Extensive testing showed that there was interference, but the FCC had not defined what an “unacceptable” level of interference would be. Despite approving NextNav’s proposal, the FCC once again declined to define unacceptable interference, saying “no uniform field testing method is appropriate considering the great array of devices that the Part 15 industry deploys in the 902-928 MHz, which are designed to address different needs and thus have no common design.”

Part 15 refers to FCC rules regarding unlicensed wireless transmissions. NextNav is a licensed service, but would co-exist with unlicensed ones in the 902-928MHz band.

The FCC further stated that “[w]e recognize that the potential exists for interference to certain devices or systems, but also are cognizant that the potential for interference to these devices already exists because a variety of different users operate in this spectrum. Based on the evidence before us, we find that the potential for increased interference within the 902-928 MHz band that could result from commercial operation of Progeny’s M-LMS (Multilateration Location and Monitoring Service) system will not create a significant detrimental effect overall on unlicensed operations in the band, and that the band therefore can continue to be used for such unlicensed operations consistent with their Part 15 status. We therefore conclude that Progeny has satisfied the field test requirement so that it may commence commercial operations.”

The FCC didn’t impose any limitations on NextNav’s operations but said it has to keep track of interference concerns and report back to the FCC. NextNav must establish a website and toll-free help desk to let users of unlicensed devices “seek assistance in investigating and mitigating potential interference issues.” NextNav must also file three reports with the FCC from December 2013 to December 2014 detailing any interference complaints received.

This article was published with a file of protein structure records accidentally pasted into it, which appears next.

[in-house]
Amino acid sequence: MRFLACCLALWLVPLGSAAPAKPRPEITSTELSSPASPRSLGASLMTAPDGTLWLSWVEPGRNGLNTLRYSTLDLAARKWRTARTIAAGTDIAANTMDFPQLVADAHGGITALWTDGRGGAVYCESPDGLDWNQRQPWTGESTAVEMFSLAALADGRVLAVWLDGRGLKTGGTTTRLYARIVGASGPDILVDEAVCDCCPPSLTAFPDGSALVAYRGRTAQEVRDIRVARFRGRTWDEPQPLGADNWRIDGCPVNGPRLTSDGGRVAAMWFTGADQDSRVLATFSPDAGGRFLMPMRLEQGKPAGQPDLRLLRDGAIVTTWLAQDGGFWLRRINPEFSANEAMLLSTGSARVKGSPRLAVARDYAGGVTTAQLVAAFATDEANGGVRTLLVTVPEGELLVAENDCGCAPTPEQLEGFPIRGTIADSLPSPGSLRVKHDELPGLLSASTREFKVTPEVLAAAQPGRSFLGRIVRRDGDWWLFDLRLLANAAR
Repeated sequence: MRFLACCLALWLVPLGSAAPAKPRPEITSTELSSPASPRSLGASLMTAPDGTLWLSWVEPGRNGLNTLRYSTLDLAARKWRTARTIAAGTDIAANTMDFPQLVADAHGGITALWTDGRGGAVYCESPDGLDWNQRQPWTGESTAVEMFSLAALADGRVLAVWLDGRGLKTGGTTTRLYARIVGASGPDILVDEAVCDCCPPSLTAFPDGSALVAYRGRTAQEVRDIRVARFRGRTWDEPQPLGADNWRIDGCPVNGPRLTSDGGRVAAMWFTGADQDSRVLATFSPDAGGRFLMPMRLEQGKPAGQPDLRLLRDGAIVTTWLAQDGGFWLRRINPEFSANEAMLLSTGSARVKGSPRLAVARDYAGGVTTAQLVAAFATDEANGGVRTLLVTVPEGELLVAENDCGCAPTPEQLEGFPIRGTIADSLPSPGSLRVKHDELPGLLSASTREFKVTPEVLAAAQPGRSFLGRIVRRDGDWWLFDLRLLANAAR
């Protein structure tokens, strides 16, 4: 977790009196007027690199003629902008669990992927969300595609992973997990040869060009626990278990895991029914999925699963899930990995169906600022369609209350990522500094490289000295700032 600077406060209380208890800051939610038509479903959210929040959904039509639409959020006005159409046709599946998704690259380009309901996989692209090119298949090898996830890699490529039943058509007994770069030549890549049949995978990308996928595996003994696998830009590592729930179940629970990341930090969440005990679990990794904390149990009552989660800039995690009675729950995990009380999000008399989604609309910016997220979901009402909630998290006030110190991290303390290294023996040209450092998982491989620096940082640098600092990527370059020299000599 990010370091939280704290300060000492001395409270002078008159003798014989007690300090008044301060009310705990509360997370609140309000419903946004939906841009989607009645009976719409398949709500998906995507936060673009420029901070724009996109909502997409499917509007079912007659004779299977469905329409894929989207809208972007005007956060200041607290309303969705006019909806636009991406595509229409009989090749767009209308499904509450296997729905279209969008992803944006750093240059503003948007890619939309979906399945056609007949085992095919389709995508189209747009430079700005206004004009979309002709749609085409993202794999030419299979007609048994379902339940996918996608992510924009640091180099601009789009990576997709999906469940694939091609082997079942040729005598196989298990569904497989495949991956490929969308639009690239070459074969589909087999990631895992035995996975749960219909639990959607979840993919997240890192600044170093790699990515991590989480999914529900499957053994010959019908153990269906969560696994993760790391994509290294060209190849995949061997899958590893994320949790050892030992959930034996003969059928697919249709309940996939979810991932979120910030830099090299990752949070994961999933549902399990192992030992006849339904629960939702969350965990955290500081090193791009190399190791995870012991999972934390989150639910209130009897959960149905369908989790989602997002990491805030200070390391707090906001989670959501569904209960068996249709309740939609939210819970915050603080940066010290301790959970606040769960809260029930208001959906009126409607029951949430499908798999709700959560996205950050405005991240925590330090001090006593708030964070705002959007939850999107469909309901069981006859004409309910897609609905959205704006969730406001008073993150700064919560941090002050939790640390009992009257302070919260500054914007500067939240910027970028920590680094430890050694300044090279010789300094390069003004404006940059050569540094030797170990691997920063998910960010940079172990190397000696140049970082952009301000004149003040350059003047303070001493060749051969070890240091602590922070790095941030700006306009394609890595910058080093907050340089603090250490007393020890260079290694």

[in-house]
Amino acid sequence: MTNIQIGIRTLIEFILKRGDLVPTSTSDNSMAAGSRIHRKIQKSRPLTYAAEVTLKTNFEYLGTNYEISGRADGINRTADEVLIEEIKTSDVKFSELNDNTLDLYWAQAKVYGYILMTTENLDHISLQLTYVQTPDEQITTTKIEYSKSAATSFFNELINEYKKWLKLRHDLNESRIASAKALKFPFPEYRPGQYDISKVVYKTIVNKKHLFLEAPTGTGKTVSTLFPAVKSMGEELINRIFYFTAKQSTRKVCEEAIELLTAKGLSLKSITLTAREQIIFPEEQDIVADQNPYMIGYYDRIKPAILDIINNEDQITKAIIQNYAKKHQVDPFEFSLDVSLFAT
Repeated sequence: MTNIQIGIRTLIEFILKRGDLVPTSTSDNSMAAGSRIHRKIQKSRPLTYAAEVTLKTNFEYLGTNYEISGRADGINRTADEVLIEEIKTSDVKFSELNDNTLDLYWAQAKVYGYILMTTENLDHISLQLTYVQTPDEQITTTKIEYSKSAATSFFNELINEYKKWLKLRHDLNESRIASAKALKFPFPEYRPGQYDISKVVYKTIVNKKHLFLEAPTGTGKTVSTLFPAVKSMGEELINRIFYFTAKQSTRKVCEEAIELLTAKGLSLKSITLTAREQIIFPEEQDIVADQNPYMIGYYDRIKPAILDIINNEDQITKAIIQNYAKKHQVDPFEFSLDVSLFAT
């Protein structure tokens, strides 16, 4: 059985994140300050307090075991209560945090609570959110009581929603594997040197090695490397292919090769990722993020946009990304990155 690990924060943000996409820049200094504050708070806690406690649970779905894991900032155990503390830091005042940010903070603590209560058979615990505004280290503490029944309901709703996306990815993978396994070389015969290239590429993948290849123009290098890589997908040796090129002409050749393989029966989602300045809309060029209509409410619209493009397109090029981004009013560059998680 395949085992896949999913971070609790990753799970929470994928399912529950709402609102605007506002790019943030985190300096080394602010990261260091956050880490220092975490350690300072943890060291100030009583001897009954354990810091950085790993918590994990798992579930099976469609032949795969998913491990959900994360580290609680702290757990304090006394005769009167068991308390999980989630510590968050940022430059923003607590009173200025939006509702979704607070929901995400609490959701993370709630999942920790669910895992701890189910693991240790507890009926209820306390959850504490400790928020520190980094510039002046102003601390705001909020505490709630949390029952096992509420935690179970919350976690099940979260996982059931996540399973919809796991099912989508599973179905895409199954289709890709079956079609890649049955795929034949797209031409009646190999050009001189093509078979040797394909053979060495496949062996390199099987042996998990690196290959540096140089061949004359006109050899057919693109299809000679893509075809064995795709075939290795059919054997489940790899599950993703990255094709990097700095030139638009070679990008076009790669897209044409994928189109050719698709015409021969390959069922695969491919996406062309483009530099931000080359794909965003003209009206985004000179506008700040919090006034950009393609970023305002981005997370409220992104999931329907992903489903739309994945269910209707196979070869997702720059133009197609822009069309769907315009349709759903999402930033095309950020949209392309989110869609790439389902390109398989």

Bug in Samsung S3 grabs too many images, ups data use

Friday, May 31st, 2013

Researchers of the BenchLab project at UMass Amherst have discovered a bug in the browser of the Samsung S3.

If you browse a Web page that has multiple versions of the same image (for mobile, tablet, desktop, etc…) like most Wikipedia pages for example, instead of downloading one image at the right resolution, the phone will download all versions of it. A page that should be less than 100K becomes multiple MB!  It looks like a bug in the implementation of the srcset HTML tag, but all the details are in the paper to be presented at the IWQoS conference next week.

So far Samsung didn’t acknowledge the problem though it seems to affect all S3 phones. You’d better have an unlimited data plan if you browse Wikipedia on an S3!


Galaxy S4 will be first to support Verizon’s newer, faster LTE network

Thursday, May 30th, 2013

Back in late 2011, Verizon Wireless bought up $3.6 billion worth of Advanced Wireless Services (AWS) spectrum with an eye toward expanding its LTE network coverage. The carrier will use this spectrum to add LTE coverage on the 1700MHz and 2100MHz frequencies to the carrier’s existing LTE on the 700MHz band later this year, and Bloomberg is now reporting that Samsung’s Galaxy S 4 will be the first phone to support the new frequencies. The new frequency bands will supposedly boost speeds and reduce network congestion, especially in heavily populated areas.

If you’ve currently got another LTE-capable phone on Verizon’s network, though, chances are you won’t be able to take advantage of the network’s upgrades. Support for the band must be built into both the hardware and the software—the Verizon variant of the S 4 already has hardware support, and an update will apparently take care of the software side in the coming months.

We expect hardware and software support for AWS to appear in more devices as Verizon’s (and T-Mobile’s) AWS network is built out in the coming months. In the meantime, if you need a new phone now but don’t want to miss out on the improved LTE speeds, the S 4 appears to be your best bet.


Corning taps into optical fiber for better indoor wireless